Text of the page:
and an initial investment of $60,000. Project B has a present value of
net cash inflows of $82,500 and an initial investment of $75,000.
Assuming the projects are mutually exclusive, which project should
management select?

a.

Project B.

b. Project A or B.
c. Project A.
d. There is not enough data to answer the question.

Review Question
Assume Project A has a present value of net cash inflows of $79,600
and an initial investment of $60,000. Project B has a present value of
net cash inflows of $82,500 and an initial investment of $75,000.
Assuming the projects are mutually exclusive, which project should
management select?

a.

Project B.

b. Project A or B.
c. Project A.
d. There is not enough data to answer the question.

Post-Audit of Investment Projects


Performing a post-audit is important for
a variety of reasons.
1. If managers know that their estimates will be
compared to actual results they will be more likely
to submit reasonable and accurate data when
making investment proposals.
2. A post-audit provides a formal mechanism by which
the company can determine whether existing
projects should be supported or terminated.
3. Post-audits improve future investment proposals
because by evaluating past successes and failures,
managers improve their estimation techniques.

Annual Rate of Return Formula


The annual rate of return technique is based on
accounting data. It indicates the profitability
of a capital expenditure. The formula is:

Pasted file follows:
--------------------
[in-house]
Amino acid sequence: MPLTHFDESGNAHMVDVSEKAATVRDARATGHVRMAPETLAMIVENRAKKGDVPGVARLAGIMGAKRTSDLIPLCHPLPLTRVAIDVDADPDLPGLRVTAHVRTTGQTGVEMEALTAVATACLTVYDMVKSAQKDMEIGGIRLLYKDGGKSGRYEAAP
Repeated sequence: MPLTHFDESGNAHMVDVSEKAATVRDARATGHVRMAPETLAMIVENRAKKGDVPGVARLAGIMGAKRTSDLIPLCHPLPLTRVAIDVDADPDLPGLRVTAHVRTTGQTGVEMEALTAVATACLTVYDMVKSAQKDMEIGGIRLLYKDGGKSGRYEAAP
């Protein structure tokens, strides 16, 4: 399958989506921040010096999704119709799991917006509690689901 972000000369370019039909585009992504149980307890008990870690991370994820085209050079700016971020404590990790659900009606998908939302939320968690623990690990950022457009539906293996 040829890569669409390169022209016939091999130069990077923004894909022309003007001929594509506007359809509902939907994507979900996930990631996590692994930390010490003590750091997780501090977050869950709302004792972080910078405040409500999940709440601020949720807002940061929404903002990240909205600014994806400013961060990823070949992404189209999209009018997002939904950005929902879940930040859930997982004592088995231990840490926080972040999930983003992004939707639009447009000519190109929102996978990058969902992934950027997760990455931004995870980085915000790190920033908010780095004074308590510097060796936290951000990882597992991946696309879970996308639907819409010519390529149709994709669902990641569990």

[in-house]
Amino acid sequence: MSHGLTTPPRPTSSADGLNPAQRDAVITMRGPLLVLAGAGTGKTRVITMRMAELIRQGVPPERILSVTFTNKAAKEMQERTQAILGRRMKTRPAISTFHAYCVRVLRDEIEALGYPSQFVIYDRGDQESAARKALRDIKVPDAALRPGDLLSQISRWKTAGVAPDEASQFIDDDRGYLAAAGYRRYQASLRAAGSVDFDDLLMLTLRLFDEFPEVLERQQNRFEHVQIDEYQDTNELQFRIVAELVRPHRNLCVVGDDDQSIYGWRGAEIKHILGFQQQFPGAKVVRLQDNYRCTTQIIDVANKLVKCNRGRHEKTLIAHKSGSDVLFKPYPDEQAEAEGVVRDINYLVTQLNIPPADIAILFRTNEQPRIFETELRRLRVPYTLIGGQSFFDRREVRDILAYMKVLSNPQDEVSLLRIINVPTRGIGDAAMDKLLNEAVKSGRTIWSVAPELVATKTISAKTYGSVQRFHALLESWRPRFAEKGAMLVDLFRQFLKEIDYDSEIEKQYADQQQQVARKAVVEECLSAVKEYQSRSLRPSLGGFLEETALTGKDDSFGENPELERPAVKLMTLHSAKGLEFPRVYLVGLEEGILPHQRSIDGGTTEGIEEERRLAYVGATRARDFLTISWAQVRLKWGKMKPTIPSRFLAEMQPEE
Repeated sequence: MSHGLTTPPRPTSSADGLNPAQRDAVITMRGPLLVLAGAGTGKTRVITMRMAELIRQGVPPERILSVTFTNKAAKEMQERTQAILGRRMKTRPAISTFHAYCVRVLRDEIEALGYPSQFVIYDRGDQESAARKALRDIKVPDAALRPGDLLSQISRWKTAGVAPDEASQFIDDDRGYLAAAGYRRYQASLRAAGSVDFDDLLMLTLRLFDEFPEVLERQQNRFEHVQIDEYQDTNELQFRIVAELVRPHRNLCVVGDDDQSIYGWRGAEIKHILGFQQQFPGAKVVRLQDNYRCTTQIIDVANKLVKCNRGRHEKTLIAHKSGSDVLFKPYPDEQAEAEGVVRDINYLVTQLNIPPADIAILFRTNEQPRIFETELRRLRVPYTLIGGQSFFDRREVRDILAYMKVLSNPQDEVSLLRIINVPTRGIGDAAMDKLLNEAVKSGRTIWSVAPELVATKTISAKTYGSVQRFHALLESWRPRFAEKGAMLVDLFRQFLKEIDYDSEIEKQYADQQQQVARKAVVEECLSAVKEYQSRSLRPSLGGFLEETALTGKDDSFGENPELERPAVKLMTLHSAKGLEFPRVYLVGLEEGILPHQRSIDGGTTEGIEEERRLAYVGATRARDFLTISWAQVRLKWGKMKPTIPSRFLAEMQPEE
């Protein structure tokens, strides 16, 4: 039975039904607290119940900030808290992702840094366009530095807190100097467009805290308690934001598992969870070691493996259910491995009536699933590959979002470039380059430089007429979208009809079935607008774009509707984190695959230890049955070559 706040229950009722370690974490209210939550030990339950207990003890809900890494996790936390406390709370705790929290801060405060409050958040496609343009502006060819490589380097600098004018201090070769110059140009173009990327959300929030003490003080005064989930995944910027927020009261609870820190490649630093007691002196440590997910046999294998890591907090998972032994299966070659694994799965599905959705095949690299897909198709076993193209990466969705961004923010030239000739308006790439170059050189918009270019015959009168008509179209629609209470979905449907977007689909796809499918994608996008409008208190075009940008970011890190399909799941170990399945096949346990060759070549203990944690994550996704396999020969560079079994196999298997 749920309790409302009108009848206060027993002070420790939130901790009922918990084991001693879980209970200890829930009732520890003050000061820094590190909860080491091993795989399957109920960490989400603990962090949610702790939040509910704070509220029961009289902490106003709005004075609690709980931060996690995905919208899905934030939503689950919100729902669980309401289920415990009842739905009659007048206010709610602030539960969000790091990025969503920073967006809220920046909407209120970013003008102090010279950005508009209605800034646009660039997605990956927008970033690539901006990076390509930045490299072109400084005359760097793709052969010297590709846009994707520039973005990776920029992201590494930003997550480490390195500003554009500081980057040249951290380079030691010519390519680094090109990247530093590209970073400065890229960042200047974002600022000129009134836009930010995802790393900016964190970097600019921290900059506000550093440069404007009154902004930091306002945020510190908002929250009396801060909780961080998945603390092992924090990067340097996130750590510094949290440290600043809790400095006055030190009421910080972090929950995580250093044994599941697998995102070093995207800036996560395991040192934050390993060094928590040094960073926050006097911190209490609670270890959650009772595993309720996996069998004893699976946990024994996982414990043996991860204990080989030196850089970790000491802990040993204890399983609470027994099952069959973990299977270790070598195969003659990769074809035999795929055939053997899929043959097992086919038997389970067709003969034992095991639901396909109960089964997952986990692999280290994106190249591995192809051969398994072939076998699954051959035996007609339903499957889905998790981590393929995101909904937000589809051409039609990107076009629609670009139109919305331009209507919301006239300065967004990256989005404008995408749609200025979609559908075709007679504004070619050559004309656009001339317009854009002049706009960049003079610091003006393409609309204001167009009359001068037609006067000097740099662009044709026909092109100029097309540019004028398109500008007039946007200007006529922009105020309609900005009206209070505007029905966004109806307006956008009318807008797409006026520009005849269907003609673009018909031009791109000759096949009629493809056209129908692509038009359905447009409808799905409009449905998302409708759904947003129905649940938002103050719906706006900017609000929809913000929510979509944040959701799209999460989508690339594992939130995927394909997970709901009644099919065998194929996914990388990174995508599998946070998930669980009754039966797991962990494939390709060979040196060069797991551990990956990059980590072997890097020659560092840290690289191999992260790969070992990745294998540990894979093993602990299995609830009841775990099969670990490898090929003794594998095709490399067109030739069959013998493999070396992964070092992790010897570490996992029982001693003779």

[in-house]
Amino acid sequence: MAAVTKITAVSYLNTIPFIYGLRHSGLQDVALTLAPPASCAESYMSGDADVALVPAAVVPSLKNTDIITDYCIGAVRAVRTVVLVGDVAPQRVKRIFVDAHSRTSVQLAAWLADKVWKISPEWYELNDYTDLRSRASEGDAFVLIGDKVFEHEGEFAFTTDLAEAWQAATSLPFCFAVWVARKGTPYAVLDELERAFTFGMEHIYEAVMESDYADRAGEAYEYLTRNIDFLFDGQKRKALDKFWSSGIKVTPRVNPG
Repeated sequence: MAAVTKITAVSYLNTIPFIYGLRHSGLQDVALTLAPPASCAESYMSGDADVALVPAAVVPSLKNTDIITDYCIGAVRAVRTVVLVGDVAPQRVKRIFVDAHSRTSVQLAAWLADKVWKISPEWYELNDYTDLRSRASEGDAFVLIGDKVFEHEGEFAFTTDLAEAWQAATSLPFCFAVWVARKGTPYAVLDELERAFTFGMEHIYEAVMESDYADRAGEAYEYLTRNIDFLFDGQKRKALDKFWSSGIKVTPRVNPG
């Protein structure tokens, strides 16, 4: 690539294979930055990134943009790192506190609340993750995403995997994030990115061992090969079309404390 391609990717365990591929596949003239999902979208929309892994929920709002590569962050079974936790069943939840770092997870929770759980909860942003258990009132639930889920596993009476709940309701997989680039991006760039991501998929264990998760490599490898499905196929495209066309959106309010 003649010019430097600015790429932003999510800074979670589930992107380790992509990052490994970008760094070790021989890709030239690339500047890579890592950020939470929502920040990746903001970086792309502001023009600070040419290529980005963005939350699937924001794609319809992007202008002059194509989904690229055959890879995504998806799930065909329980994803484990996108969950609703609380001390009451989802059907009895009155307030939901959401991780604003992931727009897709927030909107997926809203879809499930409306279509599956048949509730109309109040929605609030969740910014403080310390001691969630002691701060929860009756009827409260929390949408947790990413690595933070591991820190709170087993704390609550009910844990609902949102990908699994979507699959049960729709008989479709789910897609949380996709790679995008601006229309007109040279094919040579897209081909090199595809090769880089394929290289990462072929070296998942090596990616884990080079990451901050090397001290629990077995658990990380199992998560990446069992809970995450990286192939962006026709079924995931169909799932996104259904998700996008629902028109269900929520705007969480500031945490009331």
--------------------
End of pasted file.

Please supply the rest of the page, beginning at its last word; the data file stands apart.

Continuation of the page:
The annual rate of return is compared with its required


minimum rate of return for investments of similar risk.
This minimum return is based on the companys cost of capital,
which is the rate of return that management expects to pay on
all borrowed and equity funds.

Formula for Computing


Average Investment
Expected annual net income ($13,000) is obtained from
the projected income statement. Average investment is
derived from the following formula:

For Reno, average investment is $65,000:


[($130,000 + $0)/2]

Solution to Annual Rate of Return Problem


The expected annual rate of return for Reno Companys
investment in new equipment is therefore 20%, computed
as follows:

$13,000 $65,000 = 20%


The decision rule is:
A project is acceptable if its rate of return is greater than managements
minimum rate of return. It is unacceptable when the reverse is true.
When choosing among several acceptable projects, the higher the rate of
return for a given risk, the more attractive the investment.

Review Question
Bear Company computes an expected annual net income from an
investment of $30,000. The investment has an initial cost of $200,000
and a terminal value of $20,000. Compute the annual rate of return.

a. 15%.
b. 30%.
c. 25%.
d. 27.3%.

Review Question
Bear Company computes an expected annual net income from an
investment of $30,000. The investment has an initial cost of $200,000
and a terminal value of $20,000. Compute the annual rate of return.

a. 15%.
b. 30%.
c. 25%.
d. 27.3%.

Review Problem 1

Marcus Company is considering